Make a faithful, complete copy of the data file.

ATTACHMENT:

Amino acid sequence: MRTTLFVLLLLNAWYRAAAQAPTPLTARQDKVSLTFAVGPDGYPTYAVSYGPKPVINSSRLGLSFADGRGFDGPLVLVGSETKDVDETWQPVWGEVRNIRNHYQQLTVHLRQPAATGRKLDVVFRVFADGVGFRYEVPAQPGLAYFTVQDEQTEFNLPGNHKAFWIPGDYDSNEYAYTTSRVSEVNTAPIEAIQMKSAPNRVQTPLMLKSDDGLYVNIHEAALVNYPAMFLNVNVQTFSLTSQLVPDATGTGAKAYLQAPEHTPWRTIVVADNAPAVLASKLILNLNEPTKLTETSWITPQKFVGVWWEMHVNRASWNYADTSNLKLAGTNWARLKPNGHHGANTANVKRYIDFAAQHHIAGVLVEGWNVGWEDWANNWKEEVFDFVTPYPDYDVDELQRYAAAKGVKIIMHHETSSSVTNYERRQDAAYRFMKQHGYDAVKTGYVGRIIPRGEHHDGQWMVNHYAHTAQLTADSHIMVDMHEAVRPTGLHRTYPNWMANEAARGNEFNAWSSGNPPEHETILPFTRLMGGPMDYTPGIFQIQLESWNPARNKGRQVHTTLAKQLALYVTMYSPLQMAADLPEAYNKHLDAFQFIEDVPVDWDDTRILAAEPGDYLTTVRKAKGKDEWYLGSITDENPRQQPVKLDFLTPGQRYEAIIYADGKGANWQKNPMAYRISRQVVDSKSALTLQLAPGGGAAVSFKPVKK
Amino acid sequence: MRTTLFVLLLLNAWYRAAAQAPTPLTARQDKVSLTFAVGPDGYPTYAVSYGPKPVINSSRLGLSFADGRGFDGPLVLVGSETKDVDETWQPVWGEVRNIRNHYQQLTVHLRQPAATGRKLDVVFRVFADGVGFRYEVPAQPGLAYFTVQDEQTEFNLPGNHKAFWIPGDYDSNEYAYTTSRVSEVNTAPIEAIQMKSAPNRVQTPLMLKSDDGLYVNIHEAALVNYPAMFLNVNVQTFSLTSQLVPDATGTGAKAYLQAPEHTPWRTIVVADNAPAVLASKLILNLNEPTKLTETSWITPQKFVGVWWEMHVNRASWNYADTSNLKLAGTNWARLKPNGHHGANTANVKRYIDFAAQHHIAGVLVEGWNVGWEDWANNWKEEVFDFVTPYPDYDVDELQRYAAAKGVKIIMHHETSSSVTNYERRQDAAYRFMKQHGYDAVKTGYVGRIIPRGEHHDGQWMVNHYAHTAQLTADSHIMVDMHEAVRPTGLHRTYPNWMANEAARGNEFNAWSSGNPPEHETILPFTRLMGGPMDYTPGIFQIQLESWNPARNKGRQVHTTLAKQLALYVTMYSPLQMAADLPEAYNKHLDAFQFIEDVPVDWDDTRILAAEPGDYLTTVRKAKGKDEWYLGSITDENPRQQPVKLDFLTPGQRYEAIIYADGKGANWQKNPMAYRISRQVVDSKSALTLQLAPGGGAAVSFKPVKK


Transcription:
Amino acid sequence: MRTTLFVLLLLNAWYRAAAQAPTPLTARQDKVSLTFAVGPDGYPTYAVSYGPKPVINSSRLGLSFADGRGFDGPLVLVGSETKDVDETWQPVWGEVRNIRNHYQQLTVHLRQPAATGRKLDVVFRVFADGVGFRYEVPAQPGLAYFTVQDEQTEFNLPGNHKAFWIPGDYDSNEYAYTTSRVSEVNTAPIEAIQMKSAPNRVQTPLMLKSDDGLYVNIHEAALVNYPAMFLNVNVQTFSLTSQLVPDATGTGAKAYLQAPEHTPWRTIVVADNAPAVLASKLILNLNEPTKLTETSWITPQKFVGVWWEMHVNRASWNYADTSNLKLAGTNWARLKPNGHHGANTANVKRYIDFAAQHHIAGVLVEGWNVGWEDWANNWKEEVFDFVTPYPDYDVDELQRYAAAKGVKIIMHHETSSSVTNYERRQDAAYRFMKQHGYDAVKTGYVGRIIPRGEHHDGQWMVNHYAHTAQLTADSHIMVDMHEAVRPTGLHRTYPNWMANEAARGNEFNAWSSGNPPEHETILPFTRLMGGPMDYTPGIFQIQLESWNPARNKGRQVHTTLAKQLALYVTMYSPLQMAADLPEAYNKHLDAFQFIEDVPVDWDDTRILAAEPGDYLTTVRKAKGKDEWYLGSITDENPRQQPVKLDFLTPGQRYEAIIYADGKGANWQKNPMAYRISRQVVDSKSALTLQLAPGGGAAVSFKPVKK
Amino acid sequence: MRTTLFVLLLLNAWYRAAAQAPTPLTARQDKVSLTFAVGPDGYPTYAVSYGPKPVINSSRLGLSFADGRGFDGPLVLVGSETKDVDETWQPVWGEVRNIRNHYQQLTVHLRQPAATGRKLDVVFRVFADGVGFRYEVPAQPGLAYFTVQDEQTEFNLPGNHKAFWIPGDYDSNEYAYTTSRVSEVNTAPIEAIQMKSAPNRVQTPLMLKSDDGLYVNIHEAALVNYPAMFLNVNVQTFSLTSQLVPDATGTGAKAYLQAPEHTPWRTIVVADNAPAVLASKLILNLNEPTKLTETSWITPQKFVGVWWEMHVNRASWNYADTSNLKLAGTNWARLKPNGHHGANTANVKRYIDFAAQHHIAGVLVEGWNVGWEDWANNWKEEVFDFVTPYPDYDVDELQRYAAAKGVKIIMHHETSSSVTNYERRQDAAYRFMKQHGYDAVKTGYVGRIIPRGEHHDGQWMVNHYAHTAQLTADSHIMVDMHEAVRPTGLHRTYPNWMANEAARGNEFNAWSSGNPPEHETILPFTRLMGGPMDYTPGIFQIQLESWNPARNKGRQVHTTLAKQLALYVTMYSPLQMAADLPEAYNKHLDAFQFIEDVPVDWDDTRILAAEPGDYLTTVRKAKGKDEWYLGSITDENPRQQPVKLDFLTPGQRYEAIIYADGKGANWQKNPMAYRISRQVVDSKSALTLQLAPGGGAAVSFKPVKK